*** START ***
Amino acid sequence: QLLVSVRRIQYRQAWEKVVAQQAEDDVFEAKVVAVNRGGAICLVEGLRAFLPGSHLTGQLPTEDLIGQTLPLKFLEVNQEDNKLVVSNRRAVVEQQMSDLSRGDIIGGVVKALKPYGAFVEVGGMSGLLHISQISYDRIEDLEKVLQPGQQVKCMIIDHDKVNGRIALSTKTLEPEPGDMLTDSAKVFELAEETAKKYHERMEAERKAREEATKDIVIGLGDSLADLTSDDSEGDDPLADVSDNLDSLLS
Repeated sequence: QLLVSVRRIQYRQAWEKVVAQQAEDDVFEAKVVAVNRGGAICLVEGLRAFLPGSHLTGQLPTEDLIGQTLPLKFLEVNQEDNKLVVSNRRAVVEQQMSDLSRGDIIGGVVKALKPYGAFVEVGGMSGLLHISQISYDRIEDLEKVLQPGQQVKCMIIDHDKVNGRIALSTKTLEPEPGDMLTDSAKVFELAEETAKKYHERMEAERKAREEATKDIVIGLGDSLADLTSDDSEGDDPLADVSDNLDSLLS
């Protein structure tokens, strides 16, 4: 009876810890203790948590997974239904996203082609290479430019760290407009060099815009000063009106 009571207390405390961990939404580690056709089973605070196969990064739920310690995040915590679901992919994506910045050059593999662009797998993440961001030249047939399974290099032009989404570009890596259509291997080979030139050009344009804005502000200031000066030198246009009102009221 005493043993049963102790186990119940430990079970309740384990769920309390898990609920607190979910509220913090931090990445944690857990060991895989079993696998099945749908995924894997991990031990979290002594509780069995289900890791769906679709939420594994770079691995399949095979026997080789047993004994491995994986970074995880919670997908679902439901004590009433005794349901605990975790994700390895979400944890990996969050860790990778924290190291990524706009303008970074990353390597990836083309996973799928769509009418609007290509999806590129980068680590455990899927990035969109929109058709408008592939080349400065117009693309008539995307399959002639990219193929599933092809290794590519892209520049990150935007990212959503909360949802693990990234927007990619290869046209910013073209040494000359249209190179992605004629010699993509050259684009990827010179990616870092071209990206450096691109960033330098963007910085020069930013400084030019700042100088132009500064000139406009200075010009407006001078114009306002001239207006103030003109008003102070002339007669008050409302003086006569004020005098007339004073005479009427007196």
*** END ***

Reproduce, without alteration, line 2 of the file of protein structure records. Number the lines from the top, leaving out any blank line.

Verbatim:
Repeated sequence: QLLVSVRRIQYRQAWEKVVAQQAEDDVFEAKVVAVNRGGAICLVEGLRAFLPGSHLTGQLPTEDLIGQTLPLKFLEVNQEDNKLVVSNRRAVVEQQMSDLSRGDIIGGVVKALKPYGAFVEVGGMSGLLHISQISYDRIEDLEKVLQPGQQVKCMIIDHDKVNGRIALSTKTLEPEPGDMLTDSAKVFELAEETAKKYHERMEAERKAREEATKDIVIGLGDSLADLTSDDSEGDDPLADVSDNLDSLLS